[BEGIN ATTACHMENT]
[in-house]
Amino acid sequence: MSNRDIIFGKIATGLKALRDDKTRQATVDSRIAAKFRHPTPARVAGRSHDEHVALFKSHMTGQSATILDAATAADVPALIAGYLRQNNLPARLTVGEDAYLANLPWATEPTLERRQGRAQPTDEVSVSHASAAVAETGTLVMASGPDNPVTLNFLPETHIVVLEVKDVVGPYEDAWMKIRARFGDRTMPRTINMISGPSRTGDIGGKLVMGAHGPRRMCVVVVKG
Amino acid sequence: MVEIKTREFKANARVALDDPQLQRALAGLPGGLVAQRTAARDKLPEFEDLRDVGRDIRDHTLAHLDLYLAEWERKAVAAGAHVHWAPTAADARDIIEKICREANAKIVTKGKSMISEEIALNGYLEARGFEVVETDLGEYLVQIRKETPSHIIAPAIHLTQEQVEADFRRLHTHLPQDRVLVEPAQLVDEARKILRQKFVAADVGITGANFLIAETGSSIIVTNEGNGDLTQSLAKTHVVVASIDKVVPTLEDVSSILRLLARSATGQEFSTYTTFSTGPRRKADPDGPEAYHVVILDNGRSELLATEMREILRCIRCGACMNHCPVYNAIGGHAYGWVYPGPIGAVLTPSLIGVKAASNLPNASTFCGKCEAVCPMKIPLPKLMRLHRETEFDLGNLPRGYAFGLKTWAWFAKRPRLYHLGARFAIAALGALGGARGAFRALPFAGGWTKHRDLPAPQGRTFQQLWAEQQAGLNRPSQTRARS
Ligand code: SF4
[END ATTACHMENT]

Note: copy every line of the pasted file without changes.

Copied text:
[in-house]
Amino acid sequence: MSNRDIIFGKIATGLKALRDDKTRQATVDSRIAAKFRHPTPARVAGRSHDEHVALFKSHMTGQSATILDAATAADVPALIAGYLRQNNLPARLTVGEDAYLANLPWATEPTLERRQGRAQPTDEVSVSHASAAVAETGTLVMASGPDNPVTLNFLPETHIVVLEVKDVVGPYEDAWMKIRARFGDRTMPRTINMISGPSRTGDIGGKLVMGAHGPRRMCVVVVKG
Amino acid sequence: MVEIKTREFKANARVALDDPQLQRALAGLPGGLVAQRTAARDKLPEFEDLRDVGRDIRDHTLAHLDLYLAEWERKAVAAGAHVHWAPTAADARDIIEKICREANAKIVTKGKSMISEEIALNGYLEARGFEVVETDLGEYLVQIRKETPSHIIAPAIHLTQEQVEADFRRLHTHLPQDRVLVEPAQLVDEARKILRQKFVAADVGITGANFLIAETGSSIIVTNEGNGDLTQSLAKTHVVVASIDKVVPTLEDVSSILRLLARSATGQEFSTYTTFSTGPRRKADPDGPEAYHVVILDNGRSELLATEMREILRCIRCGACMNHCPVYNAIGGHAYGWVYPGPIGAVLTPSLIGVKAASNLPNASTFCGKCEAVCPMKIPLPKLMRLHRETEFDLGNLPRGYAFGLKTWAWFAKRPRLYHLGARFAIAALGALGGARGAFRALPFAGGWTKHRDLPAPQGRTFQQLWAEQQAGLNRPSQTRARS
Ligand code: SF4